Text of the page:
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Callahan, John, 1865-1956 / Wisconsin rural school survey : report of Finance Survey Committee

Chapter IV. Sources of income for the public schools,   pp. 18-30 PDF (2.6 MB)

Page 19

    Tables 19, 20, and 21 show the income of all city schools of the state,
all county schools, and the various types of schools of the four counties
above mentioned. Table 19 shows that 6.6%/c of the total income of city
schools comes from the common school fund apportionment, 1.3% comes
from state aids for high schools, 79.7%, from local taxation, and 2.8%, from
tuition. These items make up the city school income.
    Table 21) presents an analysis of the income of all county schools
under the jurisdiction of the county superintendent. The schools are clas-
sified by type. The schools which expend the greatest amount for edu-
cation naturally show a higher percentage of income derived by local tax
and a lower percentage of state support. It is to be remembered that the
common school fund is distributed on a census basis and has no relation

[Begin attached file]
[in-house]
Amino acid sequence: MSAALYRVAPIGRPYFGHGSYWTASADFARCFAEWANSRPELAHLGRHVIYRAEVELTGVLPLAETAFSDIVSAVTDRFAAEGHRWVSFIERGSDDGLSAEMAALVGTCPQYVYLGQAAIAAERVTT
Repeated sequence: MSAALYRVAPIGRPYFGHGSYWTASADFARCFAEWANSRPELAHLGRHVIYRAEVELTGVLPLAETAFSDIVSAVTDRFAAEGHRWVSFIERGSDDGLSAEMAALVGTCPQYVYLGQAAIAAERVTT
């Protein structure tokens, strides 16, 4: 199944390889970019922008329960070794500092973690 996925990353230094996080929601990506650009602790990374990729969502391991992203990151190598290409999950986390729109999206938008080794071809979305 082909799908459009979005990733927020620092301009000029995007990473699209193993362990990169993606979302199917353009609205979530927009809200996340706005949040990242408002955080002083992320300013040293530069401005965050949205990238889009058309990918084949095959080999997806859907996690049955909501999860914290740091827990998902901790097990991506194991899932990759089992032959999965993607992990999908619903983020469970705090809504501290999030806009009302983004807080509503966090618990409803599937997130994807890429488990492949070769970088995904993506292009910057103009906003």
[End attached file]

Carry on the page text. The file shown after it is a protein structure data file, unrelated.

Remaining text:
to support schools. In this connection it is to be noted that
taxes levied by the county board of supervisors for the support of schools
are levied on each town, using the school census as a basis of levy, and
each town receives what it has raised. This tax, then, is in reality a local
tax and must not be considered as a county equalizing tax.
    Table 21 presents the sources of income for Bayfield, Door, Portage,
and Walworth counties for the school year ending June 30, 1923. The
income for each type of school is presented separately. The percentage of
income raised by local taxation varies from 56%c for the rural schools of
Portage county to 95.3% for the union free high schools of Door county.
These union free high schools do not maintain an elementary department,
and hence receive no common school aid from the state.
    The three tables above are given in detail to show the sources of the
percentile tables to follow.

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